“Thanks for abandoning me in the lion’s den down there,” Merlin yelled in Arthur’s face. “What a great fake boyfriend you are!”

Arthur sat upright on the bed. He couldn’t even think of it as his bed anymore, even though this had been the room he grew up in.

“Did you hear what she said?” Arthur replied, gesturing to the door. “And my father wanted me to apologise? I wasn’t going to sit there and...and be judged by some woman who’s only got to know me based on what my father tells her!”

“Yeah, I heard what she said, Arthur. And it only got worse after you so childishly left. But you could have at least taken me with you. I don’t know those people at all! Do you have any idea how awkward that was?”

Arthur frowned and really looked at Merlin for the first time since he’d burst into the room. He looked wrung out, agitated, exactly how Arthur felt after a conversation with anyone in his family. It hadn’t been fair of him to leave him there alone, especially since Arthur was the one that dragged him into this in the first place.

“I’m sorry,” Arthur said weakly. He didn’t often say the words, and it was weird hearing himself say it, but there it was. “I was upset. I wasn’t thinking. I just...I had to get out of there. I’m sorry.”

Merlin sighed and went to look out the window. Arthur stared at the back of Merlin’s shaven neck, tracing the path of the hairline and following the sloping curves of Merlin’s shoulders to where his arms disappeared to cross in front of his chest. Merlin stood with his feet close together, one toe facing out to the right. His jeans hung from his hips—Odd, considering Arthur had only ever seen him wear tight clothing. Maybe out here, where there was nobody to display his body for, Merlin felt free to wear something more comfortable.

Interrupting Arthur’s musings, Merlin suddenly turned on his heel. “Let’s go for a walk.”

Arthur huffed a laugh. “What? Do you know what time it is?”

“It’s a full moon. And Morgana only pointed out the garden briefly, so I didn’t get to see it,” Merlin explained. He came over to Arthur with a cheerful smile. “Come on, let’s take a walk.”

“So Catrina can bring up a moonlit stroll among the flowers when remarking on my gay tendencies again?” Arthur muttered bitterly. “No thanks.”

Merlin sighed and pushed Arthur back to straddle him. He ran his hands up Arthur’s chest and sucked at Arthur’s neck. Arthur lay staring up at the ceiling, trying to feel it, but just not quite in the mood.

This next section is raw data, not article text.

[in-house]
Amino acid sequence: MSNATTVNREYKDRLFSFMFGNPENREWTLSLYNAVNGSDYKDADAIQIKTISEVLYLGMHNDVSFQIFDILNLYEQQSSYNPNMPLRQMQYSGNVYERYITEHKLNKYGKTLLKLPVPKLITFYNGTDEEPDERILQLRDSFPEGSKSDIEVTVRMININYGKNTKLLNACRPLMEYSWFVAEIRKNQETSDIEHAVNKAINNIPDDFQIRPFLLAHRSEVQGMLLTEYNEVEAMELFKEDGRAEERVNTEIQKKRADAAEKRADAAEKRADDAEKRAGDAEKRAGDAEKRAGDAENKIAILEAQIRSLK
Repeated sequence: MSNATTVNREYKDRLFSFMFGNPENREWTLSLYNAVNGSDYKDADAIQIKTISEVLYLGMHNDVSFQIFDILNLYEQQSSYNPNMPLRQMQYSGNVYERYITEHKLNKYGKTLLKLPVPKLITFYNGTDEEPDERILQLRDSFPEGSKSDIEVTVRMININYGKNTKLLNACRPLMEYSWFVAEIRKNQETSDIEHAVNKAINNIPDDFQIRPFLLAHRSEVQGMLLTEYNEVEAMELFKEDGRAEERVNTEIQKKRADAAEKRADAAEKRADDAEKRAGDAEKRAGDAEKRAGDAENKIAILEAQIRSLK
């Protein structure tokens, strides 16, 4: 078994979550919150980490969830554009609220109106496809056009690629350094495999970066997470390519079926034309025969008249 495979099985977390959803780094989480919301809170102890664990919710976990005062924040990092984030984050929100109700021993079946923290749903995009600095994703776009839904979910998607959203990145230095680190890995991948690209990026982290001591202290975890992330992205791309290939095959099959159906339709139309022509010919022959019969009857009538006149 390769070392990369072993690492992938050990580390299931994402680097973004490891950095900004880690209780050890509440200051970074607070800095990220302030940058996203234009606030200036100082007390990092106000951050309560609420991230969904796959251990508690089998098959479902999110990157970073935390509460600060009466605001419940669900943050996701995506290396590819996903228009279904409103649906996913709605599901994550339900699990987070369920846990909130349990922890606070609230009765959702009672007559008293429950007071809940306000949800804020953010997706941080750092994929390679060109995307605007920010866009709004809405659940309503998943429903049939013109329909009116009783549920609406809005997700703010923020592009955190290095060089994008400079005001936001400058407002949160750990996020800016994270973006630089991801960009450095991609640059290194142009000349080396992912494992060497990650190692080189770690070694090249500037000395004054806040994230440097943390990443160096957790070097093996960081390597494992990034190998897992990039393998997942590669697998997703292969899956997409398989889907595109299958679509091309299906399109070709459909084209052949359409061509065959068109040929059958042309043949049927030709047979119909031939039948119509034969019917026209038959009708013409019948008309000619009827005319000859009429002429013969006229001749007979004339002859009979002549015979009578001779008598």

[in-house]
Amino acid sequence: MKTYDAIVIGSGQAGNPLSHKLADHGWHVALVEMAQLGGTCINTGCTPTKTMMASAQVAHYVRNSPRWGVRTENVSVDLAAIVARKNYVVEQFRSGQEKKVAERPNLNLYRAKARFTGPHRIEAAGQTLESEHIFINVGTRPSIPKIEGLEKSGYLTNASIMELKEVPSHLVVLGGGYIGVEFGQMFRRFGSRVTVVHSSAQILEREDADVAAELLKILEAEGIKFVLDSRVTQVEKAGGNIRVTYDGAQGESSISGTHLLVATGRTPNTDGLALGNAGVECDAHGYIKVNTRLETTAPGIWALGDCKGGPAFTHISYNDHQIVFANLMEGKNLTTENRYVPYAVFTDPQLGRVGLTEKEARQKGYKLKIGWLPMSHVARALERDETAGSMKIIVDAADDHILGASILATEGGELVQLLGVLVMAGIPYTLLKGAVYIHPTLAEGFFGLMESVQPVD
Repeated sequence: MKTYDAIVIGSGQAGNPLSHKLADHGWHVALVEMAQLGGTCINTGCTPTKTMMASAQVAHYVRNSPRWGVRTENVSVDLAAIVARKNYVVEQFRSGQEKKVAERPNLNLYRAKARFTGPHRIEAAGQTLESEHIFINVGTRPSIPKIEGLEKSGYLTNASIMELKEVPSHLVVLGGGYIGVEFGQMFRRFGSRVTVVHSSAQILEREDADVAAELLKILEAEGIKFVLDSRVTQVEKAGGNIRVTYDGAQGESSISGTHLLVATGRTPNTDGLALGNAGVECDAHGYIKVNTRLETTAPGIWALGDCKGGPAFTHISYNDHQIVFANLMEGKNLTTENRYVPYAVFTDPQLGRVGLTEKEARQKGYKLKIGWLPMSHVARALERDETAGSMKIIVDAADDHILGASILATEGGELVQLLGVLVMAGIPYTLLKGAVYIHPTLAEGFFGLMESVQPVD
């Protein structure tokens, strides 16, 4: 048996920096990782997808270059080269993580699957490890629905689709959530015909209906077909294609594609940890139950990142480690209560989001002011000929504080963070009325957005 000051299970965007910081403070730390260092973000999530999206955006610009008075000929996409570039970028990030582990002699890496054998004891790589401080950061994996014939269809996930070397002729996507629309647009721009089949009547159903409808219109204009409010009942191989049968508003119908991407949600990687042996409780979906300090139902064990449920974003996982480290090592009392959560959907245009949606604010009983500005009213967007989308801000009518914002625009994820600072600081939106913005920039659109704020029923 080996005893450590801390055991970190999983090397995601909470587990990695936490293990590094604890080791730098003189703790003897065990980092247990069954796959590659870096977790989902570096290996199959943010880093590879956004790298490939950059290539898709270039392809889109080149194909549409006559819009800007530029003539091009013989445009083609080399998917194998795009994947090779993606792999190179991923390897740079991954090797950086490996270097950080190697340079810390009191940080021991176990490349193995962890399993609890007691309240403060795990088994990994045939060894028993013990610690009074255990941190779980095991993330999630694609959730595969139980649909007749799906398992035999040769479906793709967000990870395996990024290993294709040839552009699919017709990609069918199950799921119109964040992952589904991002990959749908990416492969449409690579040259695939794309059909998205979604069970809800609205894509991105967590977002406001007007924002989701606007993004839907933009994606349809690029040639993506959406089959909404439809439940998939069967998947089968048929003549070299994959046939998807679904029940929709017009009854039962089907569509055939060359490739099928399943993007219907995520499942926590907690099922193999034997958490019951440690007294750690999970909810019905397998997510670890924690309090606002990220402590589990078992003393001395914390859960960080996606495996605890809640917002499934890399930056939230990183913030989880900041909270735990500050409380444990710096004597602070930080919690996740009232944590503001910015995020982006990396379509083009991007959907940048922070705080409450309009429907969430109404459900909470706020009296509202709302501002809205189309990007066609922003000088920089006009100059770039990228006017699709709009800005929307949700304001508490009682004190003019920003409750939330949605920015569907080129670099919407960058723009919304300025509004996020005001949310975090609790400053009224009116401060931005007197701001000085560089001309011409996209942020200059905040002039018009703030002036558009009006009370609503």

Sensing the futility, Merlin gave up and got to his feet, pulling Arthur by the hand. Arthur let himself be pulling into a standing position.

“That’s it. A walk is no longer optional,” Merlin declared.

“Merlin,” Arthur whined.

“Unless you want me to tell your family you hired a rent boy to pretend to be your boyfriend for a week, you’re taking this walk with me, Arthur.” Merlin held his gaze so fiercely Arthur had to look away. But he sure as hell wasn’t happy about it. “Like I said. No longer optional.”

Groaning, Arthur relented. “Fine. I’ll show you the damn garden. Let’s go.”

Seeing Merlin’s resulting smile made Arthur feel a little better. But only a little.


It actually was a beautiful night out. The clouds would pass in front of the moon every so often and throw the world in temporary darkness, but for the most part, the walk was well-lit.

Passing by a white rosebush whose leaves cast dancing shadows on the ground, Arthur thought the fresh air was exactly what he needed. Being inside the house felt like being trapped inside an iron maiden. The spacious rooms and high ceilings didn’t do anything to ease the suffocation. Maybe Merlin knew all along what Arthur needed.

In the breezy night air, Arthur’s rage simmered into simple irritation that he pushed to the back of his mind. He hadn’t planned on walking hand in hand with Merlin—because how sappy was that?—but he found he didn’t really mind when Merlin’s fingers threaded through his own and stayed there. It was as calming as the earthy scent Arthur breathed into his lungs.

Arthur knew it was going to be more than just a walk, so he enjoyed the silence while it lasted. Eventually, though, Merlin slowed his pace and came to a stop beside a wall of ivy.

“Listen, Arthur,” Merlin began. The oncoming sense of dread at what Merlin was about to say was somewhat overshadowed when Arthur got distracted by how beautiful Merlin looked in the pale light of the moon. “I know you think I’m just some poor student that fucks his way through uni—”

“I don’t think that at all!” Arthur protested. “I’ve never once thought of you like that.”

Merlin raised a sceptical eyebrow, and Arthur relented.

“Okay, maybe the first few weeks we knew each other,” Arthur admitted. “But we’ve always been more like friends with benefits. Paid benefits, sure, but friends nonetheless. At least, I thought so.” Arthur looked at the ground, suddenly unsure.

“Of course we’re friends, Arthur. I wouldn’t have agreed to come all the way out here and miss a week of classes for any of my other clients.”

Arthur released a held breath. For a moment, it had felt as if he’d given Merlin his whole life to hold in his hands, a fragile ball of glass that could easily break into a million pieces. But Merlin hadn’t let him down, thankfully.

“The point I’m trying to make is, we don’t know each other,” Merlin went on. “We’re friends, yeah, but it’s not like we get together to play video games or go out for a pint. So it’s not really my place pry into your personal life.”